Whether your broker can see your stops has nothing to do with them being a market maker or not. Rather, it has to do with whether your stop orders rest server side or terminal side. If your stop rests server side, then your broker can see your order. If your stop rests terminal side, then your broker cannot see your order.
If you use the default stop order functionality built into most trading platforms, then it’s most likely this order type will rest server side. The advantage of server side stop orders is that even if your own trading terminal loses connection, your stop order can still execute to get you out of a losing trade when triggered.
However, if you are concerned about your broker being able to see your orders, there is a way to program a terminal side stop that will only send a message to your broker’s server, if your stop price is triggered. That said, it’s important to keep mind that, market maker or not, what matters is the quality of your broker.
Generally speaking, you should consider brokers regulated in major financial centers appropriate for your region. That can go a long way to addressing a lot of the concerns you have. The advantage of trading with a well-regulated broker is that there are minimum standards both financial and trading, ongoing monitoring by the regulators to ensure compliance, a framework for handling complaints from customers, and the power to enforce actions against regulated brokers for violations.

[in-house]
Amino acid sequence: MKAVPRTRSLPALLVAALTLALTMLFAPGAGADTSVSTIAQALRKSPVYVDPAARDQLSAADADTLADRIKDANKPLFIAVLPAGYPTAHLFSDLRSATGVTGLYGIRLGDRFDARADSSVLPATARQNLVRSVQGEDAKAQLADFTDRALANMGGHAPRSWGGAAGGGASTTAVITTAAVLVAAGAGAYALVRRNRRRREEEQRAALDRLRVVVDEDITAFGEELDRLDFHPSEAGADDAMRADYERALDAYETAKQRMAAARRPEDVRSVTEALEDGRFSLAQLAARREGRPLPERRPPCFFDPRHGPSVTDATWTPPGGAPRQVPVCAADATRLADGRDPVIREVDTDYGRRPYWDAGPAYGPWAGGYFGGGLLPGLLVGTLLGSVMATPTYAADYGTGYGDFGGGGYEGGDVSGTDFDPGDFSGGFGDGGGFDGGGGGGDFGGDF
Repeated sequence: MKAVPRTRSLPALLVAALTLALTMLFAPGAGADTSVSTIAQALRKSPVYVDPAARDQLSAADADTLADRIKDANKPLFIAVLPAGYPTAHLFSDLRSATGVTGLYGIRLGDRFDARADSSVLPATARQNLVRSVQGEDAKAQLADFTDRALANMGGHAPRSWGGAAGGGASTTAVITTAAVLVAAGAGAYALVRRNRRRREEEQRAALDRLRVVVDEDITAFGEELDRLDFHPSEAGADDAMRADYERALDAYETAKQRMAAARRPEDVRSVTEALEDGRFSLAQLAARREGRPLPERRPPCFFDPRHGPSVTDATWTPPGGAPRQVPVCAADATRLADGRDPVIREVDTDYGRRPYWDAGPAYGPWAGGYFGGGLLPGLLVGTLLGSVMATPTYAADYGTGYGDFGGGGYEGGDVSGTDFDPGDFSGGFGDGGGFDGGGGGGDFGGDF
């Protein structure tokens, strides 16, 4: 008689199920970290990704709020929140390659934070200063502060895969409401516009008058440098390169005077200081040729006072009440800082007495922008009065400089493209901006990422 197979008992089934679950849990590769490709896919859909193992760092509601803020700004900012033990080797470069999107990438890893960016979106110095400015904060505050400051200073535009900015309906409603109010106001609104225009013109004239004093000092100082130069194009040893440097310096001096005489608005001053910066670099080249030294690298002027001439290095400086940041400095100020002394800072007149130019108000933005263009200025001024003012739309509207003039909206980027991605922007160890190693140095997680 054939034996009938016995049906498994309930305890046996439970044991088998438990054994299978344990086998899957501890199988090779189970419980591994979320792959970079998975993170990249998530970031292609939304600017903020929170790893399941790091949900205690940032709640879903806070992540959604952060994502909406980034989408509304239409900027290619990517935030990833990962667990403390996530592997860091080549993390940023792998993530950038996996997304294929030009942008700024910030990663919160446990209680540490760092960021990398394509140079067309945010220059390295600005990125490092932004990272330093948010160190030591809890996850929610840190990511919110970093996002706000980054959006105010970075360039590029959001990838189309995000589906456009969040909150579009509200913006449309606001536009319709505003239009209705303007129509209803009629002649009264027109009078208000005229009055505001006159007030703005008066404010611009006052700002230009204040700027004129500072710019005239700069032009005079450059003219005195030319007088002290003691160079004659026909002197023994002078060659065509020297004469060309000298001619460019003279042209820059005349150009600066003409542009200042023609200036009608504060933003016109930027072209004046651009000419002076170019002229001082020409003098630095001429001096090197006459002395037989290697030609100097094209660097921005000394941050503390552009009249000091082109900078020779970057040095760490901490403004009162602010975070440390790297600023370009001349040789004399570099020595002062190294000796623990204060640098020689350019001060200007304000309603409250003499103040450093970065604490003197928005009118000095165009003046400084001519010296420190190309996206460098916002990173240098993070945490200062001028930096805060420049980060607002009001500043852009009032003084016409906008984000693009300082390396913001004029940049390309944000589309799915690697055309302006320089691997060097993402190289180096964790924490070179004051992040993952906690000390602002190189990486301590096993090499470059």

For example, the CFTC and NFA set the requirements a broker must meet in order to offer forex trading to US residents. Though not an exhaustive list, this membership application will give you an idea of some of those requirements: Compliance Requirements for Retail Foreign Exchange Dealer (RFED) Applicants | NFA
- In the US, forex is regulated by the CFTC and NFA, and brokers are required to maintain net capital of $20 million.
- In the UK, forex trading is regulated by the FCA and funds are protected for up to £50,000 per client by the FSCS.
- In Canada, forex trading is regulated by IIROC and funds are protected for up to $1 million per client by the CIPF.
You may find this earlier discussion helpful in understanding the different methods retail forex brokers can use to execute the orders of their clients: Who is the counterparty in an exchange?